If you're experiencing difficulties with your hearing aid, it could be a simple matter of cleaning, or it could be a fault. We show you how to clean up, check those batteries and get your hearing aid back in working order.

Hearing aids open a new world to some people, but they must get daily attention to remain in top working order. Wax and moisture are common causes of hearing-aid malfunction—wax on hearing aids that fit inside the ear, and moisture from perspiration on hearing aids worn outside the ear.

 

My hearing aid isn’t working

Check the settings and give it a good clean

  • Make sure the hearing aid is switched on. Then check that it is not set to pick up a hearing loop – it should be on the 'microphone' setting for normal use.
     
  • A flat battery is the most likely cause of a silent hearing aid. Try a replacement. Make sure that the battery is the right way round and that the compartment is fully closed. Some new batteries are supplied with one or both terminals covered with clear plastic film to protect them in storage – be sure to peel this off before use.
     
  • If you have a behind-the-ear hearing aid, gently pull off the plastic tubing, wash it in soapy water, rinse and leave to dry inside and out. Don't remove the elbow (the hooked part of the unit), or get the hearing aid itself wet – just wipe this part carefully with a soft, dry cloth. If the plastic tubing is brittle or cracked, buy a replacement from your hearing-aid centre.
     
  • Clean an in-the-ear hearing aid by wiping it with a dry cloth – don't use water. Use the wax pick supplied with the hearing aid to clear any wax blocking the opening.

 

My hearing aid whistles

Adjust the volume

  • First, try turning down the volume setting on the device. If this doesn't work, remove and reseat the hearing aid – a snug fit in your ear canal will help reduce the feedback and whistling.
     
  • Some models of hearing aid give an audible warning when the battery is low, so check the battery and replace if necessary.

 

How to clean your hearing aid properly

To clean an in-the-ear hearing aid 

Start by washing your hands to avoid contaminating the device. Then, using a brush (either one that your doctor gave you or a clean toothbrush), remove any wax on the exterior of the hearing aid. Do this daily if you get a lot of wax, or every other day if you don't. Another option: Wipe the surface with a dry cotton cloth (an old T-shirt works well) or a cloth lightly dampened with alcohol. If you're using alcohol, wipe only the shell of the unit, not over the microphone or receiver, which can be damaged by moisture.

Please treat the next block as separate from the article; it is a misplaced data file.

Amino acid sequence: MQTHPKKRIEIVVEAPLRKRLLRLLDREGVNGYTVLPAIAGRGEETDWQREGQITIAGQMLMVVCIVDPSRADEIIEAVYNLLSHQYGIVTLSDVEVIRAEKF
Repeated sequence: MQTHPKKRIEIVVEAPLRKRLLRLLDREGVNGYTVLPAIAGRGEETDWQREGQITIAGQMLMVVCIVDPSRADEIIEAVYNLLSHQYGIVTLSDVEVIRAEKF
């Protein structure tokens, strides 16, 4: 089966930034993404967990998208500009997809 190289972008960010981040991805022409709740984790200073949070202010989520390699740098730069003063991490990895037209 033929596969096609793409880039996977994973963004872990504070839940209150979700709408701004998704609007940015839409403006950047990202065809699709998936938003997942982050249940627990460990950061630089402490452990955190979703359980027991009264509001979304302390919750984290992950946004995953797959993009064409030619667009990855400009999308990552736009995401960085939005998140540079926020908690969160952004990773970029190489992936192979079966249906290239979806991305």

Cleaning a behind-the-ear hearing aid: a two-part operation

To clean the ear mold that fits inside the ear, use water and soap or a germicidal soap. Drip the soap on a cotton cloth dampened with lukewarm water. Wipe the ear mold clean, giving it a good rub. Rinse with lukewarm water and dry with a towel. To clean the hearing aid itself, use just a brush (a toothbrush is fine).

Every three months, take the hearing aid to your hearing-care specialist for a thorough cleaning. He or she should have the appropriate tools for cleaning more deeply into the interior of your hearing aid.

 

The special tools and accessories you use with your hearing aid need cleaning too! 

In-the-ear hearing aids have wax guards, also called wax scepters, which protect the receiver from clogging with wax. Clean them with a brush. Behind-the-ear hearing aids can be fitted with a sleeve jacket that covers the component behind the ear and protects it from moisture. Wipe the sleeve clean with a cloth.

 

IMPORTANT!

Like a computer, a hearing aid has an electronic chip in it. Water is its enemy, so watch the amount of liquid you use when cleaning. It's also a good idea to keep your hearing aid in a dry place when you're not using it—for example, in the bedroom while you're taking a shower, instead of in the bathroom.

Have you considered a vibrating alarm clock to help you wake up in the morning? Take a look here.

Need more information about the hearing loss, including its types and causes? Find more here from our carefully selected partner, Hidden Hearing.

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